The move has several benefits among them: boosting collaboration among departments, both within and outside of tech ops, and—more important—freeing up the IT staff to focus on more advanced and complex projects.
Underpinning all of this will be new policies shaped for the new world order of real-time data acquisition and broader distribution. The airline’s current policies focus on data storage, not how it can be distributed. The new protocols will apply to data “at a subject level, not just an application level,” she explains.
McCarty says that while some of American’s efforts focus on easing the IT burden, the internal tech experts will continue to play a central role in the carrier’s data strategy, “This is about partnering with IT, not going around IT,” she says.
The analytics push is helping software providers and their customers unearth new ways to use existing data. IFS last fall rolled out a tail-planning tool designed to help airlines match aircraft to specific routes based on myriad factors, ranging from maintenance schedules to destination-specific limits. The product grew out of work that the software provider did for Emirates Engineering as part of setting up a General Electric GE90 engine overhaul shop in Dubai. Emirates chose several IFS offerings, including its Complex Assembly MRO tool, to help manage major aspects of the shop’s operation.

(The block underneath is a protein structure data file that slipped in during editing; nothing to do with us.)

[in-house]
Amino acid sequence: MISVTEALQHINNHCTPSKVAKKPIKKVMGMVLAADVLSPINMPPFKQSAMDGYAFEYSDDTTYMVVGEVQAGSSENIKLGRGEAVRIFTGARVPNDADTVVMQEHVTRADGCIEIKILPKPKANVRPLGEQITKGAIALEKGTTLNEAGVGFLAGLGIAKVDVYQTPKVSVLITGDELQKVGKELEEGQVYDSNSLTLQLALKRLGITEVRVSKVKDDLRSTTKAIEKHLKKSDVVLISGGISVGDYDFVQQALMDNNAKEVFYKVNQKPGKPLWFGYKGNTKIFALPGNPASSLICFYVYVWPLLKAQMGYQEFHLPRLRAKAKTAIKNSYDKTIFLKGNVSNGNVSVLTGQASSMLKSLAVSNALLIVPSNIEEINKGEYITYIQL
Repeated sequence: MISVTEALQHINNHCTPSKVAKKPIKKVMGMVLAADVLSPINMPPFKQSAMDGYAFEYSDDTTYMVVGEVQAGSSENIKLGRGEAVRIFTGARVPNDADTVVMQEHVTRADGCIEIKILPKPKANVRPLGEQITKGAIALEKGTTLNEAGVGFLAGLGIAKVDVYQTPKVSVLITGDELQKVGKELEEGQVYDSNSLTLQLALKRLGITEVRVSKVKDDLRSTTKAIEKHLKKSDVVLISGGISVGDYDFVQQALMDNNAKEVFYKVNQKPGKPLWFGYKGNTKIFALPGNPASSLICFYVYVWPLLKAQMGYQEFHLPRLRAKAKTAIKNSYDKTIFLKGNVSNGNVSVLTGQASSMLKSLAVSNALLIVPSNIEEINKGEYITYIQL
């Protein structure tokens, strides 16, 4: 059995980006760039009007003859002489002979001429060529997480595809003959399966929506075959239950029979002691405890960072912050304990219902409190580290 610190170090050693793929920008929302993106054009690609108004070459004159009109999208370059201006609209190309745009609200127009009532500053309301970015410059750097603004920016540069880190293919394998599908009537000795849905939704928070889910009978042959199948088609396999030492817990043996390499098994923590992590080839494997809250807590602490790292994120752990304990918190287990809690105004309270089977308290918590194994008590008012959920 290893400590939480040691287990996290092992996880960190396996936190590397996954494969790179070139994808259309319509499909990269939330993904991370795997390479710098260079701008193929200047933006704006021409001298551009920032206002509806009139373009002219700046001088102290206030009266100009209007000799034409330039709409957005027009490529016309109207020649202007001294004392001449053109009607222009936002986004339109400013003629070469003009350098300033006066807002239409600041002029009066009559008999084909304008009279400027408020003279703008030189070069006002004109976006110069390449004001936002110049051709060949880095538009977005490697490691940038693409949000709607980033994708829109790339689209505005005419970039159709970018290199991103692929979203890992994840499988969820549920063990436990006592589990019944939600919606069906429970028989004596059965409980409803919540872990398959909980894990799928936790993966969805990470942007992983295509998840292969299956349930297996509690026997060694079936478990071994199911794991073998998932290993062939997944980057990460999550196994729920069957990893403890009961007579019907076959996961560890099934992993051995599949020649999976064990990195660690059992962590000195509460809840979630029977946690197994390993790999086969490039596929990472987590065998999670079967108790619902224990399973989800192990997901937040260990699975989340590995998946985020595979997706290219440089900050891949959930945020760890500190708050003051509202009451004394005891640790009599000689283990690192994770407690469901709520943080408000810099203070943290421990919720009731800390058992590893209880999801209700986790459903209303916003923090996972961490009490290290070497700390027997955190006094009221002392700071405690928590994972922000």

When Emirates asked if part of the engine overhaul modeling optimization could be applied to its airframes, IFS went to work. The result: the new tail-planning offering.
“We were reusing what we already had, but configuring it in a different way,” Olsen says. The software and data “wasn’t intended to be used that way, but through discussions with Emirates, we applied what they had to what they needed.”
The push to augment existing systems extends far beyond administrative and back-office management functions. MRO providers are acutely aware that empowering their most important assets—their hands-on technicians—will play a major role in driving efficiency gains. Among the most promising technology is augmented reality (AR). Consultancy ICF equates AR’s potential in the MRO space as equivalent to additive manufacturing’s effect on parts production.
Air France Industries-KLM Engineering & Maintenance is among the maintenance providers dabbling in AI. The MRO provider rolled out a virtual training tool for the 787. Working with Air France Group sister company HOP! Training by Icare, which developed a similar system for the Bombardier CRJ family, the system both allows trainees to familiarize themselves with the aircraft and run through what-if scenarios.
Another emerging trend is leveraging technologies such as automated bots—think virtual chat assistants—and voice-recognition to simplify, or even eliminate, the user interface (UI). Ramco Systems has created about a dozen bots targeting aviation-specific scenarios such as an aircraft-on-ground situation. A bot connected to a parts-distribution system can handle multiple requests simultaneously, unlike a human who must rely on phone calls or email.
“The bottom line is, everyone loves to chat. This lends itself as a huge [incentive] for enterprise to adopt this platform for change,” says R.H. Chalapathy, Ramco Aviation’s head of product strategy. “Conversation is the new UI. A bot blends in with the user’s natural environment instead of forcing the user to enter a new world.”